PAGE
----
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Dane Nielsen bats back a bomb during South Sydney's Round 10 win over Parramatta.

After a long and stressful fortnight for the blue and gold, a win at the end would have been the perfect tonic to lift spirits, but a desperate South Sydney side refused to follow the script, coming back from 20-6 down to grind out a much-needed 22-20 win to get their own season back on track after four straight losses.

Match report: Souths comeback breaks Eels hearts

Tough to take emotion out of the contest but Eels hold heads high

After being battered from pillar to post by salary cap penalties then the loss of key man Nathan Peats to remedy the cap situation, the biggest challenge for the Eels was to push the emotion to one side – while the challenge for the Rabbitohs was to shut out all the noise and focus on their own game.

It could be argued both teams were successful, and certainly the Eels weren’t making any excuses after they conceded two tries – both created by huge plays from their captain Greg Inglis – in the last 10 minutes of a heartbreaking loss.

Eels coach Brad Arthur handled his post-match presser with the same class with which he has handled the issue from day one, refusing to blame the cap scandal while preferring to praise his opponents for their impressive effort.

"We kept fighting to the end... we had a bit of ball there, we won all the stats, our completion was good, possession, we had a bit of ball attacking their try line but we were a bit down on the execution of our plays," he said.

"We're just probably glad the week's over. It would have been better to have a better finish at the end there but I thought the effort and commitment was first class. At 20-6 we need to be better.

"We need to execute a bit better attacking the try-line and land that killer punch but I thought Souths were really good tonight, they tried hard, they were really committed in their defence and at the end of the game Greg Inglis came up with something special.

"The boys are disappointed but we can't focus on it too much, we have to get back into training on Monday and get ready for Melbourne."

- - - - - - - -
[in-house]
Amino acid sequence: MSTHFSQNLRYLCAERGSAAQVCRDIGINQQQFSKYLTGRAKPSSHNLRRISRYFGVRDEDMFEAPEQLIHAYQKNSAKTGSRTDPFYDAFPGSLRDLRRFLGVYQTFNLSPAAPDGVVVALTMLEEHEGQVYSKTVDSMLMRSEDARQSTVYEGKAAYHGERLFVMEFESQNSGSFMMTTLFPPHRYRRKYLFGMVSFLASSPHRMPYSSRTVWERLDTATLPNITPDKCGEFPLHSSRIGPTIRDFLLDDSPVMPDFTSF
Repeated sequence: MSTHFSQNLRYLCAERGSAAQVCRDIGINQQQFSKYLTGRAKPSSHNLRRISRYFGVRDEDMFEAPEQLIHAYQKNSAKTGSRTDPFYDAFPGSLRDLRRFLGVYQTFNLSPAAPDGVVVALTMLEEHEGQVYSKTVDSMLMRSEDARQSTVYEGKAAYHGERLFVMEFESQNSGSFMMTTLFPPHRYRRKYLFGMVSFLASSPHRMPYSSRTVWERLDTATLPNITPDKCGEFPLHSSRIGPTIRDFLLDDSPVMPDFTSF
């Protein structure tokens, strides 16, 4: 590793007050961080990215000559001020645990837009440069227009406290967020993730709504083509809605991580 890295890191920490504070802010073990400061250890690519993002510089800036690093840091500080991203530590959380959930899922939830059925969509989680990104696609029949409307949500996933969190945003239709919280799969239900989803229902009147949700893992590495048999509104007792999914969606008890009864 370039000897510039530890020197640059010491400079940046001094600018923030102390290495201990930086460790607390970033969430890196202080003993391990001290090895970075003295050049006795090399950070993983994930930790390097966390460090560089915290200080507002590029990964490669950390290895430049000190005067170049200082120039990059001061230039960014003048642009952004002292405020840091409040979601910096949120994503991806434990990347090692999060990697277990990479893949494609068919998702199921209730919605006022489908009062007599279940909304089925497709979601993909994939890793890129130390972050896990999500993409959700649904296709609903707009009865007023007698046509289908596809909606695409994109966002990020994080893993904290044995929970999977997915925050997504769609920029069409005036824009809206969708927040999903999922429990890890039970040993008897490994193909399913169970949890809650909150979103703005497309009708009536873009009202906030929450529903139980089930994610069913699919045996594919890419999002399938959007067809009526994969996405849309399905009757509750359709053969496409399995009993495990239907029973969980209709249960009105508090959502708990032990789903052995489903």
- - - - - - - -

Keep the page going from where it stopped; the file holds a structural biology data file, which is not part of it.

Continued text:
Added halfback Corey Norman: "Like we said all along we're not going to use this as an excuse. We had plenty of chances to win and full credit to Souths, they came here to win and we just weren't good enough tonight."

Rabbitohs put their own woes behind

While all the focus pre-game may have been around the situation at Parramatta, the Rabbitohs themselves have been doing it tough with four straight losses. A fifth would have been their first ever run of five straight losses under coach Michael Maguire, and their first such run since 2009 had it occurred.

It would also have put serious doubts over their own finals aspirations, meaning that Eels aside, they needed a win pretty urgently.

"I'm really pleased for the players. They've gone through a fair bit over the last month. They've worked extremely hard at the little things in the game and they were able to find opportunities tonight to get the right result, so proud of the players," Maguire said after the game.

Asked about the emotion clearly running high in the blue and gold camp, he added: "We had a big focus around ourselves; everyone says that and I say that quite a lot but we did. We've been through a fair bit ourselves over the last month.

"Everyone wants the fairytale and what Parramatta have been through, I feel for them and that creates the swell of momentum against you and that's why I'm proud of the players that they were able to continually stick with the things we've been practising."


Path forward now clear for Eels

Despite the loss, the one positive for Parramatta is that there now looks to be clear air ahead. Barring any further twists and turns, their fate and punishment are known, they are under the cap and playing for points, their fate is now in their own hands and most importantly they can finally put the focus back on footy.